With apologies to the Beatles, the Federation of Egalitarian Communities, and the state of Vermont.

Wednesday, February 24, 2016

Chapter Seventy-Four: Edgar to the Rescue

Alec Reagon looked grimly at the group.  “What’s wrong with you?  You’re supposed to look scared.”

His mother nudged him.  “Look behind you.”

Alec turned around.  Behind him was Edgar and a small SWAT team with their weapons all trained on Alec.

“Oh, fudge,” Alec said.

“I’d drop that rifle if I was you,” Edgar said.

Alec dropped his weapon.

“How did you find us?” Hillary Reagon asked.

“We’ve been tracking you for months,” Edgar said.  “I figured you would try to go to the last place you thought we would think of.  So I thought that this farm was the place you thought would be the last place we’d think of.”

“I think I understood that,” Luna said.  “I think.”

“If you’d kindly follow these marshals,” said Edgar, “there is a van waiting to take you to a federal holding area.”

Alec sighed and shrugged.  His mother looked at the SWAT team and the marshals and shrugged as well.  The two of them slowly trudged along behind the marshals and in front of the SWAT team.

“Wow,” Strange Brew said.  “That was so amazing.”

“Were you really able to psych them out that way?”  Grace asked.

“Really? No,” Edgar said.  “Actually Marge called us and let us know there was something up in your woods.  But I didn’t want them to know that.”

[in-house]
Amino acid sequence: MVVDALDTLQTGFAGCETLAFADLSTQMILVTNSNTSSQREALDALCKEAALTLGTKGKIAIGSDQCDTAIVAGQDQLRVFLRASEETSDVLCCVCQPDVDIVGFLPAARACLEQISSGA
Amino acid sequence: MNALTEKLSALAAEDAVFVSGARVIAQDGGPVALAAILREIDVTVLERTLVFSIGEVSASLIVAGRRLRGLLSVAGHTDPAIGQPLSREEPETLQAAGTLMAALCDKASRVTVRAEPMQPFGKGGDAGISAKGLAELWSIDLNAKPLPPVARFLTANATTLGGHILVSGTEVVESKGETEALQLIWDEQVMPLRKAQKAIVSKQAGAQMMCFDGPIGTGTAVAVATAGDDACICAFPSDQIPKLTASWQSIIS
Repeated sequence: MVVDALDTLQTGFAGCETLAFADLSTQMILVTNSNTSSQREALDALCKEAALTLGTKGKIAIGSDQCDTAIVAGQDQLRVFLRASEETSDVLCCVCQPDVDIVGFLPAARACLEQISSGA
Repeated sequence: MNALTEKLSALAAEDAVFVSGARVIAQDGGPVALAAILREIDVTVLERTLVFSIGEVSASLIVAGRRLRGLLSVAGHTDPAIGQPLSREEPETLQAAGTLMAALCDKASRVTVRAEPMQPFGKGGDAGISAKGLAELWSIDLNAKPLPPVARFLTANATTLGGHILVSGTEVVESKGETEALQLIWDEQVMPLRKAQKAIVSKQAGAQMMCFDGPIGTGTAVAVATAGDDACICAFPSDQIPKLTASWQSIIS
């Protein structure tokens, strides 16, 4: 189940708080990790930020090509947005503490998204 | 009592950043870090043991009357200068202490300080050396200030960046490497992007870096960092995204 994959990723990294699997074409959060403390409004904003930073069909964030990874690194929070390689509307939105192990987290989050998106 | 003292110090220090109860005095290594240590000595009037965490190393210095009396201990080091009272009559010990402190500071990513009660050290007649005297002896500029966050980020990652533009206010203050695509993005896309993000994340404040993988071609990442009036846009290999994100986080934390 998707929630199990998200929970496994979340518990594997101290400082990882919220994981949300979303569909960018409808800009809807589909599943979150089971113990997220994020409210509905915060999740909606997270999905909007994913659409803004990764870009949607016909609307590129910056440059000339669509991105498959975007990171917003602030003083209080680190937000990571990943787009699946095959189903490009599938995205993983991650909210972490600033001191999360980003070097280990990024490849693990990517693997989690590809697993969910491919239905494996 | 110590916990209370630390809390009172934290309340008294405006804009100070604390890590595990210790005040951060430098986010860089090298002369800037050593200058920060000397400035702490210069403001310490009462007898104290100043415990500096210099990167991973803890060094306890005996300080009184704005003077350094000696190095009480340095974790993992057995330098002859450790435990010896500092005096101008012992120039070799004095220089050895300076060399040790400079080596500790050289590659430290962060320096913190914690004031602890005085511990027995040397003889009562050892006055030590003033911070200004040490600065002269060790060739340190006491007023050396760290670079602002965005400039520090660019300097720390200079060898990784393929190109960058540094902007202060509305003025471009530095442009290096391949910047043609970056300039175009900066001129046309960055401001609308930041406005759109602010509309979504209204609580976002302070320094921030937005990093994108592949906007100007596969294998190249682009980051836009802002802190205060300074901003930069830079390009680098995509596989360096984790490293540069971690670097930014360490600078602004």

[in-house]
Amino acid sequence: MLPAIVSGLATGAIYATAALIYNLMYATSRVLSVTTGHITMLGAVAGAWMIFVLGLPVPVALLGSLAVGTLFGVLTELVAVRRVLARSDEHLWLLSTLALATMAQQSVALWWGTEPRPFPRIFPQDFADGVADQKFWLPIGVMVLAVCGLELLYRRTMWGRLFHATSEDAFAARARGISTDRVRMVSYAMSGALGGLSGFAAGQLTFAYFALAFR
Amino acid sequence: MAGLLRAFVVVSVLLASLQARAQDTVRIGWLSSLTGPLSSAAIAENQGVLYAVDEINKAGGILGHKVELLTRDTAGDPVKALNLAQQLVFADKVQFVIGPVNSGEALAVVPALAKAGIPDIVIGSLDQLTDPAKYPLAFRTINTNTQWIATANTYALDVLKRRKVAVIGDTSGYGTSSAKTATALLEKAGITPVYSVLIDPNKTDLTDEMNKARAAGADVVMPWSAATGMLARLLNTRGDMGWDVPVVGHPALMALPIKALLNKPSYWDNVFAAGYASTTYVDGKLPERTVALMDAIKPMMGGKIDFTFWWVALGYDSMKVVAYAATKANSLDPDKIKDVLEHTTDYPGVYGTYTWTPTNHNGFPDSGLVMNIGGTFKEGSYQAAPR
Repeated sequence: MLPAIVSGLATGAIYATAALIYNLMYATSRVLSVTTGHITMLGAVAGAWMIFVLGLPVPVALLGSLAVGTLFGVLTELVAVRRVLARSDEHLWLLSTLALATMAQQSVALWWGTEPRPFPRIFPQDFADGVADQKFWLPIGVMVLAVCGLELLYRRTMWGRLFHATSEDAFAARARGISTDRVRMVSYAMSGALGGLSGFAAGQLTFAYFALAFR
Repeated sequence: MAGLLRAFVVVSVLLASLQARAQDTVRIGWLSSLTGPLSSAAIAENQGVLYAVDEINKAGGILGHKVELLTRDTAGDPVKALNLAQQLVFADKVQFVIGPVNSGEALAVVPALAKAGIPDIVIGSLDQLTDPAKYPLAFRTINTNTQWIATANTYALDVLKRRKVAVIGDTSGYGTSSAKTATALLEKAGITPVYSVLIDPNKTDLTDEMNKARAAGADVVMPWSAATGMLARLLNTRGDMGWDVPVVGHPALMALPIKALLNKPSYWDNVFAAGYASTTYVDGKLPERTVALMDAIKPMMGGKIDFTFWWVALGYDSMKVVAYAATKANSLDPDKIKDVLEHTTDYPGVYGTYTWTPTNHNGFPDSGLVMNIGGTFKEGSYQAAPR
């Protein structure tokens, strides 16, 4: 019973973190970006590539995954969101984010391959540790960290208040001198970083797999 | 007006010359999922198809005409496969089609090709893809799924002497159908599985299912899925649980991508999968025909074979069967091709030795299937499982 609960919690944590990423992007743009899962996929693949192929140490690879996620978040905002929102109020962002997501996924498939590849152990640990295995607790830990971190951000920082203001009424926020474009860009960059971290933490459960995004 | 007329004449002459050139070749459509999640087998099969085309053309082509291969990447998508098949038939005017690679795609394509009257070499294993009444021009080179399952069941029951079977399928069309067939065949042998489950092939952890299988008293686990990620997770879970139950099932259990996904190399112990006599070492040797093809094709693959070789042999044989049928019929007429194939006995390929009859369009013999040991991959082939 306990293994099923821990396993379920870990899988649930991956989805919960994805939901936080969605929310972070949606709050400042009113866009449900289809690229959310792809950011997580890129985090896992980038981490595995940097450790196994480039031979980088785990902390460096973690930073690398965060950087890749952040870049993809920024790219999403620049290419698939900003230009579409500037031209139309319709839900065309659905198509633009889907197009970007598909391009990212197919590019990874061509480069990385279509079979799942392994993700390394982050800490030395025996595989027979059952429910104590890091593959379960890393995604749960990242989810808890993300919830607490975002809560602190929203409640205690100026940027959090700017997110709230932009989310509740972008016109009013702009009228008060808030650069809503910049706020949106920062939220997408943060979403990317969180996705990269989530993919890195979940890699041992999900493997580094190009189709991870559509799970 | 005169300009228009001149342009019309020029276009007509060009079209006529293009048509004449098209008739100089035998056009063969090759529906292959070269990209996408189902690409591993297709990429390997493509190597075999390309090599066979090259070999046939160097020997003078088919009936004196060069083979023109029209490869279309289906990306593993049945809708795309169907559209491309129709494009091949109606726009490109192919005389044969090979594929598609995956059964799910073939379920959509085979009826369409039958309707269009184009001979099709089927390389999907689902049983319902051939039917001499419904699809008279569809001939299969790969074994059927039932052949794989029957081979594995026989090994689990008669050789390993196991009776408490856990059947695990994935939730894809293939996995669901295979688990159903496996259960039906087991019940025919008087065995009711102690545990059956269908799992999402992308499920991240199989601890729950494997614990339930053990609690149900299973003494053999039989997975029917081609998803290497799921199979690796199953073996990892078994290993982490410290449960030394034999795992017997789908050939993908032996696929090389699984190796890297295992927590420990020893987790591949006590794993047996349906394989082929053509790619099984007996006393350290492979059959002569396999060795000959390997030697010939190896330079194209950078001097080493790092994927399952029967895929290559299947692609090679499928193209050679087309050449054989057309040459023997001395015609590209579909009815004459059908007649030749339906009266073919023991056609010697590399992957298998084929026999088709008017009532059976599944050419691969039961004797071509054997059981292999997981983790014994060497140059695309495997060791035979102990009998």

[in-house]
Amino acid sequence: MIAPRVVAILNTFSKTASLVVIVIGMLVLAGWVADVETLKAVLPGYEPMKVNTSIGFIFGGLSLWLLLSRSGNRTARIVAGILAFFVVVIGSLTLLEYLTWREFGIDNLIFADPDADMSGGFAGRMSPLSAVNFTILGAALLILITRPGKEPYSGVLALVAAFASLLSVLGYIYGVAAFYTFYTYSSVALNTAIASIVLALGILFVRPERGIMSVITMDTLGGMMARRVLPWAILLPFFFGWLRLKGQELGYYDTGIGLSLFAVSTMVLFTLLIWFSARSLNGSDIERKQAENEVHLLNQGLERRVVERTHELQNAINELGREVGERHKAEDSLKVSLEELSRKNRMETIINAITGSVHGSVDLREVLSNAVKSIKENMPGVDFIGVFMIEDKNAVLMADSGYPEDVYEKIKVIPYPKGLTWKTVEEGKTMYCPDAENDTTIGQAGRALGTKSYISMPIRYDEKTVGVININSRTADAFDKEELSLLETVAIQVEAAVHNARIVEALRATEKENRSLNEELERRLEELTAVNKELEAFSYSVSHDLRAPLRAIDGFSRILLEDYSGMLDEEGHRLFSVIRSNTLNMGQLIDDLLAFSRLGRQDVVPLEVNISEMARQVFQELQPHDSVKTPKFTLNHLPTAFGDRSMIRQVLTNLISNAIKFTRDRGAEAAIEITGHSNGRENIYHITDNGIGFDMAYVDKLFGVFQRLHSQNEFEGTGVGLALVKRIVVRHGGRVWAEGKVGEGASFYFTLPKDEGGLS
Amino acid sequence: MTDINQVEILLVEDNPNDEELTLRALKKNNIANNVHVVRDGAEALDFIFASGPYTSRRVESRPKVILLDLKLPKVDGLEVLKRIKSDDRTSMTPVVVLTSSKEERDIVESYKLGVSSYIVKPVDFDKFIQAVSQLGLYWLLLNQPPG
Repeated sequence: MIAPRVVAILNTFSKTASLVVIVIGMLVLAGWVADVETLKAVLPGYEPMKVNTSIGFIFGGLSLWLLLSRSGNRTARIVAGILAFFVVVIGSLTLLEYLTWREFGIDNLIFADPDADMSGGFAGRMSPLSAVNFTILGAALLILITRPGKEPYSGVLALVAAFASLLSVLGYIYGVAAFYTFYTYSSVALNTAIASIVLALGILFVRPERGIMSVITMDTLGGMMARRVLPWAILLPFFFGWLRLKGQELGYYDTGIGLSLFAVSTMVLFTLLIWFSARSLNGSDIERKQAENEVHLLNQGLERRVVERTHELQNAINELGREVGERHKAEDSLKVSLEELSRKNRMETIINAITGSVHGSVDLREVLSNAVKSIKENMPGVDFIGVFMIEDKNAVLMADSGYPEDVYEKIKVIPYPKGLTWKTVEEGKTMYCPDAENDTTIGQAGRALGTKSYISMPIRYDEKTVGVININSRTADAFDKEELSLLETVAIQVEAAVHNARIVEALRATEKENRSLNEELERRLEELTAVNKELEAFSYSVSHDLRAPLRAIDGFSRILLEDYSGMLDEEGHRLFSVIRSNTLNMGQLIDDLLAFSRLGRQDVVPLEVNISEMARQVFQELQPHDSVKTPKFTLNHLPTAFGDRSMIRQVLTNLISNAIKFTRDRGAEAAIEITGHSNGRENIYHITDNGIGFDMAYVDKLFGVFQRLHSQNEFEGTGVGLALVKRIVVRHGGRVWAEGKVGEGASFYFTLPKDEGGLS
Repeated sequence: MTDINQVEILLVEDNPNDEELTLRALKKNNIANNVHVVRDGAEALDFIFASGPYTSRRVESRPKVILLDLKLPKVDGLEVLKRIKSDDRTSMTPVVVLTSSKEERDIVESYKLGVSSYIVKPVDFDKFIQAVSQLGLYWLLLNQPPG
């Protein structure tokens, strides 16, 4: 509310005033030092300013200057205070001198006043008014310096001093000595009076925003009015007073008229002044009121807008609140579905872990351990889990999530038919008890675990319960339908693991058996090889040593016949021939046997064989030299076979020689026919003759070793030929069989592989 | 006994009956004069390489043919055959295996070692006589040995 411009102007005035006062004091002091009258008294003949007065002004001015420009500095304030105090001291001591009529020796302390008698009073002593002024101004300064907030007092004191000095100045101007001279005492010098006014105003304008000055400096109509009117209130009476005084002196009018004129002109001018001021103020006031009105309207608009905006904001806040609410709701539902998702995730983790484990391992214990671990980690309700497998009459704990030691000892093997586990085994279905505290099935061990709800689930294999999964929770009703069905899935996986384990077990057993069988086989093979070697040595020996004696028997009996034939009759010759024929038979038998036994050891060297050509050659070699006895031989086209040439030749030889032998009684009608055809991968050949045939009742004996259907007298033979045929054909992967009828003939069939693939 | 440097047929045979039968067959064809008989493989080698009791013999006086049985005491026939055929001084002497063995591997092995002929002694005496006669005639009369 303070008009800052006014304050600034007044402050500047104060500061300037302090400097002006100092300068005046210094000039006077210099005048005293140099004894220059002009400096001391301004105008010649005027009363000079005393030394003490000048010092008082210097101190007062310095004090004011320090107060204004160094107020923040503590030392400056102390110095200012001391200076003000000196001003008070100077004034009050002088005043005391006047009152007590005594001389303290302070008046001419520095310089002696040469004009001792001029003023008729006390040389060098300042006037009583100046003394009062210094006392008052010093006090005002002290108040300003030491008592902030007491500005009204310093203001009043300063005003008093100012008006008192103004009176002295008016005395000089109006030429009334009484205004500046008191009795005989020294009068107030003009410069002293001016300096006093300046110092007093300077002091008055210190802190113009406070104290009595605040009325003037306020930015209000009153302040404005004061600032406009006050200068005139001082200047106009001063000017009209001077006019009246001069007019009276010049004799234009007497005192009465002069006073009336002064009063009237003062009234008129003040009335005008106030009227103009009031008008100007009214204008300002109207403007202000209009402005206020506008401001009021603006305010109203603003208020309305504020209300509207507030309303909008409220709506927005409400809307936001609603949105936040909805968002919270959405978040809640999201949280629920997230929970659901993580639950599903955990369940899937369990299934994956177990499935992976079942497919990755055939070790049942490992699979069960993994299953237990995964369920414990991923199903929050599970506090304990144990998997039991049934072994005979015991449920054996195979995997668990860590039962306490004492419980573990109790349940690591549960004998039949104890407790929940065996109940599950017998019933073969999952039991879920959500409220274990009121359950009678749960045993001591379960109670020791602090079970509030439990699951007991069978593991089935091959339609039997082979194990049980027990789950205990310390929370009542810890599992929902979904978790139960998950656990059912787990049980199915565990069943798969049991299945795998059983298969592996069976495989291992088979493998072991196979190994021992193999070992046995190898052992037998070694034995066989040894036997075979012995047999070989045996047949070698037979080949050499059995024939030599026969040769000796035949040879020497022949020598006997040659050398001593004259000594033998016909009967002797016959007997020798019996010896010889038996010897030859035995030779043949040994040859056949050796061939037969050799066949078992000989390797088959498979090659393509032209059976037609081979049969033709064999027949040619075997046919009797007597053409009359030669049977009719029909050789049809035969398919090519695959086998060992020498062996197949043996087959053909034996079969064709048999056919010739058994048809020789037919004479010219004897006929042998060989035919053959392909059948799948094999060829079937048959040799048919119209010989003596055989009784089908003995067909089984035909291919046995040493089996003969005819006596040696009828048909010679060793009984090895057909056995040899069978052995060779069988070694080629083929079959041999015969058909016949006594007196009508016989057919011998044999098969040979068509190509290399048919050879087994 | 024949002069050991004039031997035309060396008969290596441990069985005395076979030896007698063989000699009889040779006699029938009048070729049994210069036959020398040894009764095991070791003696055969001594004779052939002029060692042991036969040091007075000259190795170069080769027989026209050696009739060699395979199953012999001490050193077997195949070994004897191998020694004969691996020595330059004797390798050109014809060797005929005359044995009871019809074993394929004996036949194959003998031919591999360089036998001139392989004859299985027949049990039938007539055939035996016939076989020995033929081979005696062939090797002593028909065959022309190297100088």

“It doesn’t matter,” said Cat.  “I’m just really, really glad that you showed up.”

“So relieved,” said Blue Sky.


The group reconvened in Groovy House.  

“So is this it?” Darren asked.  “Is this the last we see of the Reagons?”

“I certainly hope so,” Edgar said.  “While it’s up to the courts to decide, I hope and expect to have them behind bars for a long time.”

“I can’t imagine any jury finding them innocent, given how much they’ve done,” said Nancy.

“I can’t either,” Edgar said.  “While I suppose you never know, the evidence in this case is overwhelming.  And your friend, Don York, seems more than anxious to testify against them.  I’d be real surprised if they’re not in the pen for a good, good many years.”

“So now what?” Sal asked.  “Will we see you again?”

“Oh, probably,” Edgar said.  “I’ve gotten to like this place, even if you’re all a bunch of dirty, pinko hippies.”

“Speak for yourself, big boy,” Chuck said.  “I think of this as fuchsia.”  He ruffled his brightly pastel gown.

“Well, I guess it’s goodbye for now,” Edgar said.  “Hopefully the next time I come here it will be for purely social reasons.”

“I’ll walk you to the door,” Luna said.  “There’s some things I want to check out with you before you leave.”

When Edgar and Luna left the room, Dan grabbed Sal and Nancy and Cat and Viv and Darren and Marge.

“We’ve got to talk,” he said.

The seven of them went to the back house and began to plot.

“We need to make sure Luna doesn’t find out about any of this,” Sal said.

“Absolutely,” said Nancy.

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